• Progression with time
  • Precision of phenotype measurement

16
Molecular vs disease phenotypes
  • Many physiological phenotypes involved in
    disease dynamics

17
Molecular vs disease phenotypes
Molecular phenotypes can give more precise
information about disease state
18
Association statistics
  • Association statistics for binary traits are most
    often based on a c2-statistic, based on the
    genotype count table, or a logistic regression
    model
  • c2-statistic summarizes independence between
    disease state and genotype

19
Association statistics
  • For aa in cases, you would expect
  • The sum of the squares of the differences is
    c2-distributed

aa aA AA Sum
Cases r0 r1 r2 R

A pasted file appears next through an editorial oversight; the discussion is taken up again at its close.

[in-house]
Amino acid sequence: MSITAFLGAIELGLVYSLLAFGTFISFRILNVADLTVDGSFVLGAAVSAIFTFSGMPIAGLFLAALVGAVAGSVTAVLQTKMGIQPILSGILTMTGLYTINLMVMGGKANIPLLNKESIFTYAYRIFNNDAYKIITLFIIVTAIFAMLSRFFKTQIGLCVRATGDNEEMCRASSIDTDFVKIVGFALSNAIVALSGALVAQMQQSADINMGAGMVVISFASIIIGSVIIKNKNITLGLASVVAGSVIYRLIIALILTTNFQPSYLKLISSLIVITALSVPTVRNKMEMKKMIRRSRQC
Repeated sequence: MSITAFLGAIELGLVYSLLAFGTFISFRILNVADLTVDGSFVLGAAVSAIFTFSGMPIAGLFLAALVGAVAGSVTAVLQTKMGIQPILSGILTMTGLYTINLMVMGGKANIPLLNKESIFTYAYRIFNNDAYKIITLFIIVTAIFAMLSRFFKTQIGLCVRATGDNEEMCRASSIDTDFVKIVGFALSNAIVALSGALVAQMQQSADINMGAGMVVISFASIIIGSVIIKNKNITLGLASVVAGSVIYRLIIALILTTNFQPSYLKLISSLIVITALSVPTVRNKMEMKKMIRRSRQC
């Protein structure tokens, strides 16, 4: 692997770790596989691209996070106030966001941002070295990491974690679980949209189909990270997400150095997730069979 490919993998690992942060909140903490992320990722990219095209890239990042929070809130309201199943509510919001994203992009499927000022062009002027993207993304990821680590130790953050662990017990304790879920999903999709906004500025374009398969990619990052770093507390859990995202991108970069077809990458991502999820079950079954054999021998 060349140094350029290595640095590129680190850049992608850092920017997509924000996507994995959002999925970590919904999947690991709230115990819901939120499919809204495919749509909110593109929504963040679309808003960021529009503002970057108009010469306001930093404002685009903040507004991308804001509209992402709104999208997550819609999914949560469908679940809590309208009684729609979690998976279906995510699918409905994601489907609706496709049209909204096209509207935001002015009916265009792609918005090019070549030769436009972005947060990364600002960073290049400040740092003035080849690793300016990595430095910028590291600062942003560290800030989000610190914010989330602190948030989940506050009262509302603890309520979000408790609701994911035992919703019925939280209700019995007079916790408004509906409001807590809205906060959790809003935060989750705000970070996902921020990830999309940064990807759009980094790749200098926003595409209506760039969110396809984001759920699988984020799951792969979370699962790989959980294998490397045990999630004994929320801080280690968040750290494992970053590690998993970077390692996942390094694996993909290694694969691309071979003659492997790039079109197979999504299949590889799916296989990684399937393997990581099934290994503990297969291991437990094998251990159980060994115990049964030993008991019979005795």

Controls s0 s1 s2 S
Count n0 n1 n2 N
20
Regression
  • For real-valued phenotypes, use linear regression
  • For binary phenotypes, use logistic regression

21
Population stratification
  • Population stratification occurs when groups or
    subpopulations within your sample are more
    related than would be expected by random
  • This introduces correlations and inflates
    association p-values and need to be corrected for

22
Genomic control
23
Eigenstrat
24
Imputation
  • Using a reference population (like HapMap or 1000
    genomes) we can infer the genotype of SNPs that
    were not tested
  • IMPUTE or MACH commonly used
  • Yields probabilistic genotypes that need special
    treatment

25
Imputation
Wu et al, Nat. Genet. 41, 991-995, 2009
26
Montreal GWAS
27
Type 2 diabetes
  • Blood glucose levels are regulated by insulin
    release
  • Increased blood glucose levels triggers release